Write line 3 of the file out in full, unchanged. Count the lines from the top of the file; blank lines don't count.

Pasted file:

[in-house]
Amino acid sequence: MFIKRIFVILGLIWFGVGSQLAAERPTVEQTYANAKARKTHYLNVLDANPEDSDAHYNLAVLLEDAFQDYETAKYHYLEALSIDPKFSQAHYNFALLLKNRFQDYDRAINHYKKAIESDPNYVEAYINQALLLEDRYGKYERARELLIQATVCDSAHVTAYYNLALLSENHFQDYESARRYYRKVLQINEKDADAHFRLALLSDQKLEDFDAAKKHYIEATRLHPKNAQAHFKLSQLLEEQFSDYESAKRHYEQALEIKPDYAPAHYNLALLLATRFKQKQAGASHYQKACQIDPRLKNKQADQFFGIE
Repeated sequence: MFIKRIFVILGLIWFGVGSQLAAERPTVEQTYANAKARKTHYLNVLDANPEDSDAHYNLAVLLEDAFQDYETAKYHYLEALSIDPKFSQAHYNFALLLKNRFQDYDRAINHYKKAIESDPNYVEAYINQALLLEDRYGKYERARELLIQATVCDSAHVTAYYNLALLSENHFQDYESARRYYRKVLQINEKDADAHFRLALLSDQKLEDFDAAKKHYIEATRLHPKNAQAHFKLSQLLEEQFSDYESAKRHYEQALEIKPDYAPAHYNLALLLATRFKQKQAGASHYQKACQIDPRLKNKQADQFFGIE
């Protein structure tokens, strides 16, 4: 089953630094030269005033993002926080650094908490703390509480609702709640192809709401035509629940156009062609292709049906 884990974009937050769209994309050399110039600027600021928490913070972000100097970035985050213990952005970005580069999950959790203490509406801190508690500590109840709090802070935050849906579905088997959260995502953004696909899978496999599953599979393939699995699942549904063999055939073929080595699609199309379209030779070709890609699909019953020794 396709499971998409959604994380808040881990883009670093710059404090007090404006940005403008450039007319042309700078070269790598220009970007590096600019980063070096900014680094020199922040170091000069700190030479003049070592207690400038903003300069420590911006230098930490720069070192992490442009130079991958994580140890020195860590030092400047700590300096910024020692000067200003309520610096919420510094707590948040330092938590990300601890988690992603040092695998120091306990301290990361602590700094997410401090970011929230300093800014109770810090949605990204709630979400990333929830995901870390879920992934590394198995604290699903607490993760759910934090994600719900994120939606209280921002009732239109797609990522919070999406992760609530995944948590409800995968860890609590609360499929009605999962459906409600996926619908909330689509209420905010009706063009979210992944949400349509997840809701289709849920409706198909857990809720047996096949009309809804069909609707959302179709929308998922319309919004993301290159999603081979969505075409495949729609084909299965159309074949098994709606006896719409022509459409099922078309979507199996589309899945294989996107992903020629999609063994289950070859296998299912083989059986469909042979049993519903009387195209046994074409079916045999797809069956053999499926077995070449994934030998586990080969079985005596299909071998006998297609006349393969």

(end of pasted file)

Repeated sequence: MFIKRIFVILGLIWFGVGSQLAAERPTVEQTYANAKARKTHYLNVLDANPEDSDAHYNLAVLLEDAFQDYETAKYHYLEALSIDPKFSQAHYNFALLLKNRFQDYDRAINHYKKAIESDPNYVEAYINQALLLEDRYGKYERARELLIQATVCDSAHVTAYYNLALLSENHFQDYESARRYYRKVLQINEKDADAHFRLALLSDQKLEDFDAAKKHYIEATRLHPKNAQAHFKLSQLLEEQFSDYESAKRHYEQALEIKPDYAPAHYNLALLLATRFKQKQAGASHYQKACQIDPRLKNKQADQFFGIE